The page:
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Oil prices stymie upstream deals

GLOBAL UPSTREAM mergers and acquisitions (M&A) almost halved in value in 2002 and analysts do not expect a speedy pick-up in 2003. John S Herold, the US-based energy consultancy, reports that the value of upstream M&A deals dropped to $46.1bn from $81.8bn in 2001, largely because of the absence of mega-mergers, such as the Conoco-Phillips deal of that year.

Increased M&A activity in the North Sea bucked the general trend, with 14 transactions totalling $9.1bn - double the 2001 total. BP's $1.3bn sale of its maturing Forties oilfield - historically a prime BP asset to Apache, a US independent, continues the trend into 2003. There's the potential that 2003 could be a very active year in the asset market, as there's a lot available for existing companies to grow, says Rhodri Thomas, an analyst at Wood Mackenzie.

BP and other supermajors are moving away from production targets as their primary focus and are looking at generating value for their portfolio. They've been building up to it by re-evaluating their portfolio and there's the potential for other deals being done, says Thomas.

Shell's $7bn purchase of the UK's Enterprise Oil last year could lead it to offload some assets acquired as part of the deal, which might generate further activity in the asset market this year.

But commodity price volatility means BP's North Sea sale may prove an isolated case. The likelihood of high oil prices continuing through 2003 means global M&A activity could be stunted as the majors opt to cling on to old assets. In a normal universe, large companies would sell assets that are declining in the face of the challenges of rising capital spending. But there's a marked reluctance to dispose of those assets, because oil and gas prices are so high, says Deutsche Bank analyst, JJ Traynor.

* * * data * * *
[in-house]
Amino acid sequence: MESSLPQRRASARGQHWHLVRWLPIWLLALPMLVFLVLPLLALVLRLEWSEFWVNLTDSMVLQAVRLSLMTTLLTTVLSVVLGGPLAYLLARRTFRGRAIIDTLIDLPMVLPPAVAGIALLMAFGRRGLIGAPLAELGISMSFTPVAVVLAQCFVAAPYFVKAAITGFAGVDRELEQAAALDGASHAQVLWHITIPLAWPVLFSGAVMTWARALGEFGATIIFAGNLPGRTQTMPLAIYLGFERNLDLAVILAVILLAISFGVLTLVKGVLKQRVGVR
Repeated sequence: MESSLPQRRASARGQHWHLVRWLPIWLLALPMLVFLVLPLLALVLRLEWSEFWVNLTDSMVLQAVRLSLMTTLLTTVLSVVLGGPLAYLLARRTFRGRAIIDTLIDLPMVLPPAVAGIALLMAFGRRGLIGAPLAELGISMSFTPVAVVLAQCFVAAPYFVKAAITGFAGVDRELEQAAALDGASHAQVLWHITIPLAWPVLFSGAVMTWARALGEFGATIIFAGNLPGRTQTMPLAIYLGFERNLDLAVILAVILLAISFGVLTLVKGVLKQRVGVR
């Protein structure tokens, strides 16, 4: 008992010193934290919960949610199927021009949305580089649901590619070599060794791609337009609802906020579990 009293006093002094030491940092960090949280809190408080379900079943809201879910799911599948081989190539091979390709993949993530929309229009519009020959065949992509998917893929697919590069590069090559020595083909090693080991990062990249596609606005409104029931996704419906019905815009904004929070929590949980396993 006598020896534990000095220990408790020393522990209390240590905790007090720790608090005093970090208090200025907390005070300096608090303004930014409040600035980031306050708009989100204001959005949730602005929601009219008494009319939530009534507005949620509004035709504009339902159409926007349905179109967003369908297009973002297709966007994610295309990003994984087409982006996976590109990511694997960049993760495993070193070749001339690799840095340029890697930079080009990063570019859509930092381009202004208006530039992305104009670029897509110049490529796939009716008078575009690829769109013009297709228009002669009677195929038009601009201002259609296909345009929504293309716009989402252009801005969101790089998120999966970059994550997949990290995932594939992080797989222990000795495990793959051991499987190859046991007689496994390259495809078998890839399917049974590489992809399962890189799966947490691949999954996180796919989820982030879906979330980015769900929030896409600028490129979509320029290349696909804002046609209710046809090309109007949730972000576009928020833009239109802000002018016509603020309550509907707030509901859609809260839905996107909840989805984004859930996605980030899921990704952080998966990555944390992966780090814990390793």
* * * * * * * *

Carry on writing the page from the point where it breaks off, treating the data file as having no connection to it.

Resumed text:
The BP-Apache deal will not necessarily spark a wave of asset sales. This is a BP-specific issue. It's wrong to extrapolate from this that everyone else is going to start selling tail-end operatorships, says Traynor.

M&A arteries are also being clogged up by slow growth in replacement provinces. Progress is being hampered by lengthy government approvals processes in non-OECD countries, as witnessed by the tortuous progress in the opening of the Saudi Arabian gas sector since it was first announced in 1998. If Chevron wanted to replace its Californian oil business with a growth business in another part of the world, it would find it difficult, says Traynor.

North American upstream M&A activity slowed noticeably in 2002, which analysts attribute mainly to the result of heightened oil-price volatility. US deal value fell to a five-year low in 2002, although activity in the mid-continent and onshore Gulf coast remained strong, John S Herold reports. North America's share of total worldwide deal value fell to 33%, from 43% in 2001.

Implied reserves values outside North America fell by 38%, to $1.67 a barrel of oil equivalent (boe) as a consequence of a number of deals involving underdeveloped assets in frontier areas. US implied reserves values slipped by $1.00 to $6.00/boe, although they remain at historically high levels.

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